How many of you heard that this week the Congressional Budget Office announced that the federal budget’s deficit has hit a five-year low — the lowest since President Barack Obama was sworn in for the first time back in 2009? If you’re reading this site’s works chances are you might have heard about it, but I’d be willing to bet that your Tea Party member uncle or brother-in-law has not. Unless of course the folks at Fox News have already figured out a way to spin this as terrible news and proof that Obama is ruining our economy, of course.
According to the CBO, the federal budget shortfall will be around $514 billion, down from over $600 billion last year, and from over a trillion dollars when he took office. Now, how exactly does the fact that the gap between what the government spends and what they take in has shrunk by nearly half jive with the right-wing narrative that Obama is the worst, most out of control spender in the history of the United States? Well, it doesn’t actually, of course, but again you have to wonder if the news will even hit Conservativeland’s air waves and blogosphere.
Does it feel like Deja vu all over again to any of you? Weren’t we having the exact same arguments over Bill Clinton’s economic policies at almost the exact same time in his presidency? The right never acknowledged how well Clinton’s economic policies wound up being for the country, even as he left George W. Cheney’s administration with a tremendous budget surplus. At this rate of decline, it is entirely possible that by the time a new president takes office in January of 2017 that Obama will have delivered a very similar looking budget, and yet, what are the bets on whether Republicans will even acknowledge it?
Anyone who has been even remotely following along since Obama took office can see that the GOP’s game plan from day one has been to choke out and stall whatever portion of the president’s agenda that they could, in an effort to drag the country’s economic recovery to a standstill. A plurality, if not an outright and staggering majority, of legitimate economists believe to this day that the stimulus passed in 2009 was simply not large enough. The majority of economists agree that even something simple like focusing on infrastructure modernization and repair with some kind of work program similar to what FDR instituted in the wake of The Great Depression, and such has often been done in our nation’s history, would be a much needed salve on the country’s economic wounds.
Yet, with one half of the country’s major political power still fighting to instill European-style austerity, what are the chances of any of that happening? You’d think that news of the budget deficit hitting a five-year low would encourage the budget hawks to take a step backward and admit that there’s no need to throw the baby out with the bathwater, but I wouldn’t hold my breath on it. To me, though, the real key to the deficit news this week is that it still didn’t prevent Congress from slashing food stamps in its new bipartisan farm bill. Sure, cutting some more fat from the federal budget will certainly close that 500 billion dollar gap, but the cuts they made to food stamps account for just $800 million, not even one of the many hundreds of billions we’re still short.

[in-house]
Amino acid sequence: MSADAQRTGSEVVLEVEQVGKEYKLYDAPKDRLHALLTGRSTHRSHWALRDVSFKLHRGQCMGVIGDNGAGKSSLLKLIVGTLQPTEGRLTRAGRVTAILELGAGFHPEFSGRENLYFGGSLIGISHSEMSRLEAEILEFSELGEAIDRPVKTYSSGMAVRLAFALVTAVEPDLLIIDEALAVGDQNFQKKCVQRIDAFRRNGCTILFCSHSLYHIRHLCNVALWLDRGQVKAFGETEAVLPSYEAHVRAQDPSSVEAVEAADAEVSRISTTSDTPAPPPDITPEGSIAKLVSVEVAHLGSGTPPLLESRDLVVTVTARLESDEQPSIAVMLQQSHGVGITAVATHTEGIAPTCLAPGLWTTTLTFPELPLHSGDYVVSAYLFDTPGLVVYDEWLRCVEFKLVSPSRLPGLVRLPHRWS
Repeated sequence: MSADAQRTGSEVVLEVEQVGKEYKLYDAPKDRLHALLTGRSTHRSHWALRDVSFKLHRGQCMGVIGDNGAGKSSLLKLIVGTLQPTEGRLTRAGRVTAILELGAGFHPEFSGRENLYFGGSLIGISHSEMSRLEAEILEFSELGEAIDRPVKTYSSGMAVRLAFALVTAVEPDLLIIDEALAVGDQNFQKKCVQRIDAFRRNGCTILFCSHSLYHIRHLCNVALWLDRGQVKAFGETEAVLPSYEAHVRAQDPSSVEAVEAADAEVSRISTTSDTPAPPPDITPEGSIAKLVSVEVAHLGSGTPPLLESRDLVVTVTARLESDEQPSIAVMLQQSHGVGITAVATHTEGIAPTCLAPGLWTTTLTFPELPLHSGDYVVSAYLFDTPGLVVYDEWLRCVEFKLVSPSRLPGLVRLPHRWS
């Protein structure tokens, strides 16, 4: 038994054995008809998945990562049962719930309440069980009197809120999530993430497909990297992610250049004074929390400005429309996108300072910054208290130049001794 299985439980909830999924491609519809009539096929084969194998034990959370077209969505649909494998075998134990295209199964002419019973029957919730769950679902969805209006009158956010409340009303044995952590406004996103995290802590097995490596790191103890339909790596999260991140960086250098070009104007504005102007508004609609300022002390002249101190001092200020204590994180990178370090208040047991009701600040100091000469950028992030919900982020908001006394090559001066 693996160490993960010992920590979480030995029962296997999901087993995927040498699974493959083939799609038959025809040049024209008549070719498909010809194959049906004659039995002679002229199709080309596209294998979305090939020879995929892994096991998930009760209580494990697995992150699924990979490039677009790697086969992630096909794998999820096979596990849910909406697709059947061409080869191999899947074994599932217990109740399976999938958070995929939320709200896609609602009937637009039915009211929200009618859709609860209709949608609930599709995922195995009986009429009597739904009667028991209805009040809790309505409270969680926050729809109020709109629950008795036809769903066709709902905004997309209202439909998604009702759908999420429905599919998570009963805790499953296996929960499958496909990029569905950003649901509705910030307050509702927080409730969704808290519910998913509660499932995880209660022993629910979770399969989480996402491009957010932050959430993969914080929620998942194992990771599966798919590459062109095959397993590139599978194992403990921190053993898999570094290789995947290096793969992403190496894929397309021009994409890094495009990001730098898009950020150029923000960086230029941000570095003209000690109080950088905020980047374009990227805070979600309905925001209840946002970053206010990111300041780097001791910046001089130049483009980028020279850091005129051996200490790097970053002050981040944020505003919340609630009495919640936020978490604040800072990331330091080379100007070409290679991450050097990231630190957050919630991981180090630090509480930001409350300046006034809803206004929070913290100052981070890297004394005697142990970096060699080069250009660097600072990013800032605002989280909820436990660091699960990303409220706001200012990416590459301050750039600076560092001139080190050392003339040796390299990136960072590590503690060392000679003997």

You know what would shrink that budget deficit even more? Letting the president do what Reagan, Dubya and Clinton all got to do to help mitigate the damage of the recessions they handled — hire some more government workers to provide more essential services to the people. Stimulate the economy, get it to grow more rapidly, and you could watch what’s left of the deficit crumble into a sea of surplus. Imagine how much better the economic forecast would be if real, honest focus was put in Congress upon the task of truly helping to create new jobs, instead of chasing phony scandals and wasting time concocting more poison pill-laden short term budget resolutions that just chip away at the edges of the economy, mostly hurting the middle class.
The truth is that clearly the economy is trying to shake off its hangover. Clearly the economic policies of this administration are working to some extent, which is why it may become impossible for the right-wing to ignore the shrinking deficit. They may just have to take their blinders off, because math is math and facts are facts, and there’s a whole lot of credit to be stolen for this news, too.
They’ll acknowledge the deficit news because they won’t be able to keep their grubby, obstructive and obstinate paws off the credit for it. They’ll claim that it was only because they held Obama’s feet to the fire, that it was only because they stubbornly insisted on squeezing every last breath out of the budget that they could, that this herculean budgetary feat was accomplished. They’ll gloss over the fact that Obama got them finally to cave on the Bush Tax Cuts, letting them expire for the wealthiest earners. They’ll conveniently ignore the fact that the economy has gotten itself on a lot better footing, though there is certainly still a mountain of work ahead for the working class to thrive once again. But you can bet that if news of the budget deficit shrinking yet again even reaches their ears, they’ll take credit for it.
And that of course is what makes following politics in this country so maddening at times, isn’t it?